Does the "right to life" outweigh the right to shoot guns recreationally? Germany's constitutional court will soon decide. The case pits one man against Germany's gun clubs - and centuries of tradition.
Roman Grafe overlays a graphic onto a map of Germany, thereby demonstrating the magnitude of the gun problem. Every shooting since 1991 is labeled on the map with a cross. In total, more than 130 have died.
A cluster of crosses surround the German cities of Winnenden and Erfurt. In Erfurt, on April 26 2002, a 19-year-old shot twelve teachers, a secretary, two students and a police officer before taking his own life. The shooter was a member of a German "Schützenverein," literally, a shooting club. It was through his gun club that the 19-year-old was able to obtain a permit, allowing him to purchase guns and munition.
After the massacre, weapons laws were changed. Since then, members of German gun clubs are no longer able to purchase or own rifles or pistols at age 18. They must now wait until they turn 21. The same applies for hunting. Even owners of "starting pistols," used for track and field events, are now required to have a "small weapons permit." Anyone under the age of 25 wishing to shoot guns recreationally needs to have a "character check" performed by a registered civil authority, or present proof of a certified psychological evaluation.
Instruments of death
German gun clubs were also tied to another tragedy. The father of the 17-year-old who returned to his former school in the city of Winnenden in southern Germany in March 2009 belonged to one. The teenager shot nine students and three female teachers. As he fled, he killed three others before taking his own life. The 17-year-old carried out the shooting spree with a weapon he stole from his father.
It was after that incident that Roman Grafe founded an initiative called "Keine Mordwaffen als Sportwaffen," or "No deadly weapons as recreational arms." Two-and-a-half years ago his organization filed suit in the Federal Constitutional Court of Germany, criticizing German weapons laws and accusing them of encouraging shooting sprees. The legal possession of deadly weapons for the purpose of recreational shooting is an unacceptable risk to the public, the suit claims. Furthermore, the danger created by deadly recreational weapons is one that is ultimately uncontrollable, Roman Grafe argues.
Even the German national trainer of celebrated German biathlete Ricco Gross seems to agree. "What could you hunt down with a biathlon rifle?" he asked. "If you're close enough, everything."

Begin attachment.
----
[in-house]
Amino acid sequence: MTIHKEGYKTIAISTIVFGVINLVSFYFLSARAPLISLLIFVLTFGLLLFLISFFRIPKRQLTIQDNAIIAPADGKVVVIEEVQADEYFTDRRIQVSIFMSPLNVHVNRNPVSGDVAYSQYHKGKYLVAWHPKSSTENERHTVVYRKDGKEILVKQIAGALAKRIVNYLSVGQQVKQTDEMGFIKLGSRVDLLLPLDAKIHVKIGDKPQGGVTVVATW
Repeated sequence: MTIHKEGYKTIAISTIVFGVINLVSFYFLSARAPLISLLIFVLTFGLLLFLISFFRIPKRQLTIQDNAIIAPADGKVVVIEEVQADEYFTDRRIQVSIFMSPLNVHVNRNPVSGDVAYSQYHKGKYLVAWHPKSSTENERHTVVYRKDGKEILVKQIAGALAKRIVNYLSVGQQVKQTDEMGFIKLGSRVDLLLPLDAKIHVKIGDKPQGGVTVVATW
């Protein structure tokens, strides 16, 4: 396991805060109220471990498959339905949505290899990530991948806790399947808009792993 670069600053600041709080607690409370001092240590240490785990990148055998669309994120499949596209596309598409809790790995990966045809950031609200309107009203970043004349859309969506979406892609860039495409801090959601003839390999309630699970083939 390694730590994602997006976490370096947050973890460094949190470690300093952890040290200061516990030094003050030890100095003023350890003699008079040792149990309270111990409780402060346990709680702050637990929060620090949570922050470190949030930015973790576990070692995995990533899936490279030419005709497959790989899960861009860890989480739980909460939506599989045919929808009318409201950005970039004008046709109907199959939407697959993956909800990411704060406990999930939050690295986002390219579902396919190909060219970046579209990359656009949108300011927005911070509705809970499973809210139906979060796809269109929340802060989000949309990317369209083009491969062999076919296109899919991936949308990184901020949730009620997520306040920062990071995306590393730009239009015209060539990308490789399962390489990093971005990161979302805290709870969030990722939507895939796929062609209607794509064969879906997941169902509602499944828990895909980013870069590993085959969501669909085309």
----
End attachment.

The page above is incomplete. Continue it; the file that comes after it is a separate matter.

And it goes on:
Medieval shootings clubs first formed to protect small towns
Quotes such as these and evidence from German shooting sprees are part of Roman Grafe's case for the tightening of weapons laws in Germany. In an interview with DW he points to countries such as Japan and Great Britain. In England and Wales, private ownership of revolvers and pistols has been illegal since 1998, when a man shot 16 children at an elementary school. In Japan, citizens are only given a weapons license for the purpose of hunting.
In Brazil, ever since a centralized weapons register came into effect, the number of deaths due to gun violence has dropped. In Germany, the five-and-a-half million weapons that are in legal, private possession have recently become part of a central register - another consequence of the 2009 shooting spree in the city of Winnenden. The register was not the result of legislation by German state or national politicians, but rather the EU in Brussels, which pushed hard for an EU directive.
Yet no one controls whether weapons and munitions are kept separate from one another in private homes, nor whether adults have taken enough precautionary measure in keeping the keys to weapon safes out of the reach of children and teens.
New laws, same shooting sprees
That the judge at the Federal Constitutional Court of Germany will accede to requests for stricter gun laws is something that Jürgen Kolheim, vice president of the organization of German gun clubs, simply doesn't believe. "We supported the tightening of gun laws after Winnenden," he said. "At this point we don't see any turn of the screw that could meaningfully have an impact on weapons rights regulations in order to prevent such terrible events in the future." Shootings are an expression of a societal problem, Kohlheim told DW.
After the incident in Winnenden, leading candidates of all political colors were unified in their assessment that existing German gun laws were adequate. Amongst them was then-Interior Minister Wolfgang Schäuble.
"I can't identify any changes in firearms laws that would have changed what happened," Schäuble said.
Right to life
To the man who filed the suit in court, however, such arguments don't hold water. Roman Grafe demands that the right to life which is enshrined in Article 2 of the constitution be given higher priority than the right to the free exercise of recreational shooting with deadly weapons. Such a ruling would be, for him, something of a bulls-eye.
A dark sky seems to be settling over Bayreuth's Green Hill, as Wagnerians find plenty of changes - not all of them welcome - at this year's edition of the festival. DW's Rick Fulker seeks to dispel some of the pessimism.
A British judge has said that Russia has a case to answer to at the formal opening of a public inquiry into Alexander Litvinenko's death. Britain deny any political link between the inquiry and the crash of flight MH17.
Talks between Argentina and its holdout creditors have collapsed. The country and its people lost hands down, says DW's Uta Thofern.